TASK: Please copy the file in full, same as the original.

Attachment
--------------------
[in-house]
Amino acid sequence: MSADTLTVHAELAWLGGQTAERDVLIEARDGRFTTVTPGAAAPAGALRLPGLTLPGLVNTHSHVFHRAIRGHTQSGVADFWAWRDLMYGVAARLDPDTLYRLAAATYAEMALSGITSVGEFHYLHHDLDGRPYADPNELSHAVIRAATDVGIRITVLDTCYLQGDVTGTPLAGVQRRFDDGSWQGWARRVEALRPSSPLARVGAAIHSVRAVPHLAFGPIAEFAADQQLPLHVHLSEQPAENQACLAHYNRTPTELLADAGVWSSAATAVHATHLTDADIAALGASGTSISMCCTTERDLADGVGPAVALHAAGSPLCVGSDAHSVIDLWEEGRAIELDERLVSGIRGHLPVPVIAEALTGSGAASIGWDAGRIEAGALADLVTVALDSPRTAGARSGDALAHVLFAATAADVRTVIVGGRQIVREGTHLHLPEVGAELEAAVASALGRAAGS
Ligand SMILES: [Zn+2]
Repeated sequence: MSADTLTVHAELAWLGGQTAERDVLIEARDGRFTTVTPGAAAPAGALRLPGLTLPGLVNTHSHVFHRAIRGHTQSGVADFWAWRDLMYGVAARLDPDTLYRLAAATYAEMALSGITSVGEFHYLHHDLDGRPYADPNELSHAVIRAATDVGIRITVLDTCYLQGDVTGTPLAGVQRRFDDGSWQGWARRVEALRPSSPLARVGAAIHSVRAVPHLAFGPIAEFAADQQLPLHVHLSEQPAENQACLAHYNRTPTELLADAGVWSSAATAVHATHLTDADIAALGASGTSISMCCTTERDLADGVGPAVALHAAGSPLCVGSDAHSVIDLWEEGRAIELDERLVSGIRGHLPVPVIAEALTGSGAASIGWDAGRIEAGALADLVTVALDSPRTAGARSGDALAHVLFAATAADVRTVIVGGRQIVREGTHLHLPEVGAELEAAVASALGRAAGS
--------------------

[in-house]
Amino acid sequence: MSADTLTVHAELAWLGGQTAERDVLIEARDGRFTTVTPGAAAPAGALRLPGLTLPGLVNTHSHVFHRAIRGHTQSGVADFWAWRDLMYGVAARLDPDTLYRLAAATYAEMALSGITSVGEFHYLHHDLDGRPYADPNELSHAVIRAATDVGIRITVLDTCYLQGDVTGTPLAGVQRRFDDGSWQGWARRVEALRPSSPLARVGAAIHSVRAVPHLAFGPIAEFAADQQLPLHVHLSEQPAENQACLAHYNRTPTELLADAGVWSSAATAVHATHLTDADIAALGASGTSISMCCTTERDLADGVGPAVALHAAGSPLCVGSDAHSVIDLWEEGRAIELDERLVSGIRGHLPVPVIAEALTGSGAASIGWDAGRIEAGALADLVTVALDSPRTAGARSGDALAHVLFAATAADVRTVIVGGRQIVREGTHLHLPEVGAELEAAVASALGRAAGS
Ligand SMILES: [Zn+2]
Repeated sequence: MSADTLTVHAELAWLGGQTAERDVLIEARDGRFTTVTPGAAAPAGALRLPGLTLPGLVNTHSHVFHRAIRGHTQSGVADFWAWRDLMYGVAARLDPDTLYRLAAATYAEMALSGITSVGEFHYLHHDLDGRPYADPNELSHAVIRAATDVGIRITVLDTCYLQGDVTGTPLAGVQRRFDDGSWQGWARRVEALRPSSPLARVGAAIHSVRAVPHLAFGPIAEFAADQQLPLHVHLSEQPAENQACLAHYNRTPTELLADAGVWSSAATAVHATHLTDADIAALGASGTSISMCCTTERDLADGVGPAVALHAAGSPLCVGSDAHSVIDLWEEGRAIELDERLVSGIRGHLPVPVIAEALTGSGAASIGWDAGRIEAGALADLVTVALDSPRTAGARSGDALAHVLFAATAADVRTVIVGGRQIVREGTHLHLPEVGAELEAAVASALGRAAGS